Alum Dane Larson started his nursing education in 2020 with a rare perspective few can parallel.
Not only did he already have a decade’s worth of emergency care experience, but he also knew what it was like to be a high-priority trauma patient – twice.
Firsthand experience launches career
The first time, Larson was 18 years old and in the wrong place at the wrong time when strangers attacked him.
“It was super random and it was very scary,” Larson said. “I ended up getting stabbed.”
But as he rode by ambulance to the hospital, Larson wasn’t panicky or hysterical. Instead, his fascination with the emergency care around him launched his career as an emergency medical technician (EMT).
When he wasn’t crewing an ambulance in the San Francisco Bay Area, Larson spent much of his free time in his twenties exploring Yosemite National Park. An experienced rock climber, he used his climbing gear in 2018 to ascend a tree in order to trim branches.
“At the time, I had no idea that many people who professionally cut trees get injured,” he said. “Trees are gnarly.”
Thirty-five feet in the air, Larson trimmed a branch that promptly sheared off the very one on which he sat. He fell.
An illuminating perspective
Larson didn’t have the insight of his EMT career behind him during his first hospital stay. But the days he spent lying on a gurney the second time “one-thousand percent” impacted his practice as a healthcare provider.
“There are some things that I think we just can’t have a perspective on until you’re the patient,” Larson said.
“Would I change my experience in that whole setting?” he asks. “Absolutely not. I’m so glad that I went through all of that because it greatly informed my ability to put myself in the shoes of a patient.”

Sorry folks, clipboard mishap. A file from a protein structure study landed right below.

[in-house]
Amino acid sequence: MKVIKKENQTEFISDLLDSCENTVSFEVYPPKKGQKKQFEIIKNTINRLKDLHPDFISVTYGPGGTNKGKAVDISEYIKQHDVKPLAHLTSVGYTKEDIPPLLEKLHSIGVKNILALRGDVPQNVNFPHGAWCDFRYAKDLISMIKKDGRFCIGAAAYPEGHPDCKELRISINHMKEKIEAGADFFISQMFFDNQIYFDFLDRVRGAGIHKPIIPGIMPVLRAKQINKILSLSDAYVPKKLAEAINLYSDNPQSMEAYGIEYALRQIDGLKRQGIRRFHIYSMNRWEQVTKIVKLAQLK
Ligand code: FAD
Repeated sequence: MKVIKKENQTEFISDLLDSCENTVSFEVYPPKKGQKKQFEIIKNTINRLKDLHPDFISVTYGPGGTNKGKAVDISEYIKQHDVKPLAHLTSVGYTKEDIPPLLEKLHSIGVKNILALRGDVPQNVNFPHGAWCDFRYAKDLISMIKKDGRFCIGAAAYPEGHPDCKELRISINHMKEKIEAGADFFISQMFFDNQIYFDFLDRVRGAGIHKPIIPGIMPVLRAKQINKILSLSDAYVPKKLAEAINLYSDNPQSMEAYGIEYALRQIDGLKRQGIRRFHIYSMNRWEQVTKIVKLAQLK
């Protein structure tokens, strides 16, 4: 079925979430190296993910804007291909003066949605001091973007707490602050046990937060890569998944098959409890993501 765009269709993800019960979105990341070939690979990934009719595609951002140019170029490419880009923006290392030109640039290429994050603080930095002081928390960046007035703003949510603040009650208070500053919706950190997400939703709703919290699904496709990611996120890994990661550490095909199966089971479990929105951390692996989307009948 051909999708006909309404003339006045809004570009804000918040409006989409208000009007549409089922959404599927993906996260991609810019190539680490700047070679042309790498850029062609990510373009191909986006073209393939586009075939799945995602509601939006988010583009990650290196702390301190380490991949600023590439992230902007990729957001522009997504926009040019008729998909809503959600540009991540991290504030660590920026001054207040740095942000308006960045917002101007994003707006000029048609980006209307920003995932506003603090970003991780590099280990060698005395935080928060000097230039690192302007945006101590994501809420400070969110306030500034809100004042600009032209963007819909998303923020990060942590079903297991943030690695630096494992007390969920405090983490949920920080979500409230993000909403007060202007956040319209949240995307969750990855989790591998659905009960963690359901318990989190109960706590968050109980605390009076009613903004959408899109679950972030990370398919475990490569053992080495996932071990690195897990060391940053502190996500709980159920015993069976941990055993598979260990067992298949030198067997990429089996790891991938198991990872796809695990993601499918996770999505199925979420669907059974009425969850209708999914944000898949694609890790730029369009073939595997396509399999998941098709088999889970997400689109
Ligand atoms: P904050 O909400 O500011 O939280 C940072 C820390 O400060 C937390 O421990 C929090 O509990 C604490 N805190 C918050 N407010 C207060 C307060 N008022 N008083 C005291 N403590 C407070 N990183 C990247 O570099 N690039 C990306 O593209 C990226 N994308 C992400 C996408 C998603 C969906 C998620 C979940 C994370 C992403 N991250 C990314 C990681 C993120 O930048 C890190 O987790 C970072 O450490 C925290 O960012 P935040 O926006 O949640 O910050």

Larson didn’t plan these circumstances, but he learned from them. And although he planned to learn while at the School of Nursing, some benefits of his education would be unexpected, too.
Pleasantly surprised by what you know
During summer and winter semester breaks, Larson crewed an ambulance in Oakland, California. He repeatedly found himself in situations where the amount of knowledge he had on a topic was obviously greater than it used to be.
“The progression of learning with regard to clinical care insidiously snuck up on me,” he said. “I was the same person doing the same job, with the same scope of practice as an EMT, but the people I was working with were like ‘Whoa, I didn’t know that!’”
Their reactions took him by surprise; then the realization of how much he actually knew sunk in.
“I was able to understand the condition and the situation so much more than I had before, and that was noticeable only in the moment,” Larson said.
The benefits of continuing his healthcare education beyond his career and life experiences became tangible in front of his eyes.
“The more we know in the healthcare setting, the better able we are to get a person to the care that they need,” Larson said. “That’s really rewarding.”